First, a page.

The commercial’s director, who missed the first audition, overhears the discussion between Kyoko and Moko, and is curious to see what they can do. So he changes the casting call from one to two girls, and all the girls have to team up to audition.  Kyoko ends up with Moko. When the others girls, including the rich one, find out that Moko and Kyoko work together at LME, they claim their pairing is unfair. So to even the playing field, they demand that they can’t rehearse together beforehand. Moko is appalled, but Kyoko agrees. But can they play upon one another and bring out the emotions the director and his team need for the product without even being able to discuss it first?

This is a big deal for Kyoko, auditioning for this commercial. No chicken suit to hide inside, only her. Plus she is auditioning against Moko, whom she strongly wants to be friends with. Moko is resistant to her overtures of friendship, but Kyoko isn’t the type to give up easily. I enjoyed watching the director of the commercial as he watched them carefully, sensing something special there. And of course he was right.

Poor Kyoko has no idea that Ren has finally realized how and when he knows her from because she has changed so much, and she has no idea who he was to her. All she knows is that she is afraid of his gentlemanly side as much as his colder side. I love watching the two of them together, but I know they have a long way to go. Lots of fun in this volume, can’t wait for more!

Book Review: The Hunger Games (Hunger Games Trilogy, Book #1) by Suzanne Collins

The Hunger Games (Hunger Games Trilogy, Book #1)   

Author: Suzanne Collins

Publisher: Scholastic Press

American release date:  September 14, 2008

Format/Genre/Length: Hardback/YA SciFi Action/384 pages

Overall Personal Rating: ★★★★★

Reviewer: Julie Lynn Hayes

In the aftermath of a devastating war, what was once North America is now a nation known as Panem, comprised of the Capitol and twelve outlying districts. Once there had been thirteen districts, but the thirteenth had rebelled against the Capitol, only to be destroyed. As a reminder of what happens to those who don’t obey, the Capitol conceived the Hunger Games. Every year, each remaining district provides two contestants—one male, one female—who are chosen by lottery to represent their district. The contestants are sent to the Capitol to participate in the games, pitted against one another to fight until only one person remains. The last person standing is then crowned the winner, their district receiving benefits from their win. All of which is televised to the entire nation.

Times are hard for everyone. Catniss Everdeen lives with her mother and younger sister Prim. Catniss supplements their meager diet by hunting, which is illegal as it takes place outside the area where they are allowed to go. But survival calls for desperate measures, so Catniss continues to hunt, along with her hunting partner, Gale. She also forages for various herbs and vegetables, which she has learned from her mother, who is a healer.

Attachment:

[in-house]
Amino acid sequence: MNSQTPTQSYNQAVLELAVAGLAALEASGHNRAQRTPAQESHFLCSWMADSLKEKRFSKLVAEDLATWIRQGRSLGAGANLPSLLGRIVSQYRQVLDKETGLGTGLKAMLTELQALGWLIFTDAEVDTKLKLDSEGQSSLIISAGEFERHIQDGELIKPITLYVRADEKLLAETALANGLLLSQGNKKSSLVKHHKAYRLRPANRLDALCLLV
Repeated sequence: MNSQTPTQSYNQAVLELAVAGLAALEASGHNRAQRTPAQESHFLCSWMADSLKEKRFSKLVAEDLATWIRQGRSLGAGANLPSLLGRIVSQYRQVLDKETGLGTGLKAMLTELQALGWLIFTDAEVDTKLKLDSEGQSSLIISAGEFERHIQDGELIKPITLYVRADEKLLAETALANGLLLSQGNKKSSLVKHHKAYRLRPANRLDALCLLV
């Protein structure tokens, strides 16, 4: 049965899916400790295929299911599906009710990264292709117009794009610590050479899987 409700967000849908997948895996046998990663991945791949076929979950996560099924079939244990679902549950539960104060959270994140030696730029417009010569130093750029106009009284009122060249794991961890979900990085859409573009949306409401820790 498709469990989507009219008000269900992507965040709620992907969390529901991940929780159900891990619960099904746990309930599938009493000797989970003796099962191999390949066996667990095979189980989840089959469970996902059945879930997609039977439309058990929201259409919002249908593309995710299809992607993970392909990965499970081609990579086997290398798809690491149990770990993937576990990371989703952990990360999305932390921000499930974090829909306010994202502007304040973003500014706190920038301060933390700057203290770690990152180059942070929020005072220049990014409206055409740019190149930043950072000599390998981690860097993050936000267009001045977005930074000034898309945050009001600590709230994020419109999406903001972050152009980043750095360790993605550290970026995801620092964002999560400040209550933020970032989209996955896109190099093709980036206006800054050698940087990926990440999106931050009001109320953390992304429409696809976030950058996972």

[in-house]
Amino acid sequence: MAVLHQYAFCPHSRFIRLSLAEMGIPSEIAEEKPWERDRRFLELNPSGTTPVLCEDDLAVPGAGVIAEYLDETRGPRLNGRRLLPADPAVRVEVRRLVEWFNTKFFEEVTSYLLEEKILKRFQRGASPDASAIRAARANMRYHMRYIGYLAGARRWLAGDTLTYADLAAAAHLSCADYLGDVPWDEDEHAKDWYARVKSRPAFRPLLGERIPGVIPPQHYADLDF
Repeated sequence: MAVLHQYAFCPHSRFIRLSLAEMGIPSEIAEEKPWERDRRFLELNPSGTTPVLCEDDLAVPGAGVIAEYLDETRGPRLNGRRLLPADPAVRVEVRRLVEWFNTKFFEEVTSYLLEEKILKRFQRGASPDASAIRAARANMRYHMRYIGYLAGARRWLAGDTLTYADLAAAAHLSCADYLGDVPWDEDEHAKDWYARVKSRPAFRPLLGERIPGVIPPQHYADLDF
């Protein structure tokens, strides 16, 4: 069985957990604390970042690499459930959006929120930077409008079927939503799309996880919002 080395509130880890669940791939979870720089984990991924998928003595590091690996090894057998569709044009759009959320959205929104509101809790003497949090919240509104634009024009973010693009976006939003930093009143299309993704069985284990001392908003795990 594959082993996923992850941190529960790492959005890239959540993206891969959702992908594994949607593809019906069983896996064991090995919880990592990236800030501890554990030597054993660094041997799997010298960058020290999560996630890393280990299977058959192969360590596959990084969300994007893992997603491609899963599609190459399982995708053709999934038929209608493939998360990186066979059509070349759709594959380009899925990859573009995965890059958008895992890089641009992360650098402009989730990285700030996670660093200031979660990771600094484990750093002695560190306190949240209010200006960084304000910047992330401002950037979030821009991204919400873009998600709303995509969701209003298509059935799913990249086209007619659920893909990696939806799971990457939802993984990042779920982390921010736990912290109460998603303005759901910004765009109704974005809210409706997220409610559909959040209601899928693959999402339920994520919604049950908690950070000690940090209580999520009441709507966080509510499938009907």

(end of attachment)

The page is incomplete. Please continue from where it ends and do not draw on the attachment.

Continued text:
Time for the Hunger Games again, and everyone attends the drawing of the two participants. Catniss only wants her family to be safe, so is unprepared to hear the first name drawn is Prim’s. Without hesitation, she volunteers to take Prim’s place, and her offer is accepted. The male volunteer turns out to be Peeta Mellark, the baker’s son. Catniss and Peeta are escorted to the Capitol by Haymitch Abernathy and Effie Trinket, the former a drunken fool and the latter an excitable fool.

Catniss hopes that she isn’t killed too quickly, not holding out hope of winning the games. But she is tougher than she realizes, and maybe, just maybe, she can survive this thing if she tries.

This is a really creative story about a dystopian future society filled with barbarism and inequality. The poor have a rough life, while the idiots in the Capitol go blithely about their merry way, watching the annual slaughter that is the Hunger Games. Catniss is a very good, well-written heroine, and Peeta is easily her counterpart. Watching them grow and develop throughout the book, and watching them work together to defeat the others, is priceless. Catniss is a typical teenage girl in that her emotions are all over the place, especially under the circumstances. But she comes through it all with great grace and aplomb.

I really hope this sort of society never comes to be, but I can also see it happening, too, especially in an oligarchy, such as we in the US live in now.  The first book in the trilogy is riveting. Looking forward to the next one.

Wednesday Briefs: September 1, 2021

Here is a list of all the authors flashing this week, along with a brief snippet from their latest free work. Click the link after the snippet to be taken to the complete story on the author’s home page.

Ancalagon: Chapter Fifty-four by Cia Nordwell
 

“This is in English.” I glanced at Mereval. “You can read it.”  

“Yes,” she said. “But we don’t understand it.” She pointed at the screen. “Why would you cut off your nose to spite your face?” She grimaced. “We weren’t aware that humans took part in body mutilation.”  

“We don’t,” I said automatically. Then I backtracked, thinking of all the genetic modifications made in the womb that produced what seemed like, to me, some pretty freaky looking people. Not to mention what modern cosmetic surgery could do in a single afternoon. “Not in that fashion at least or for no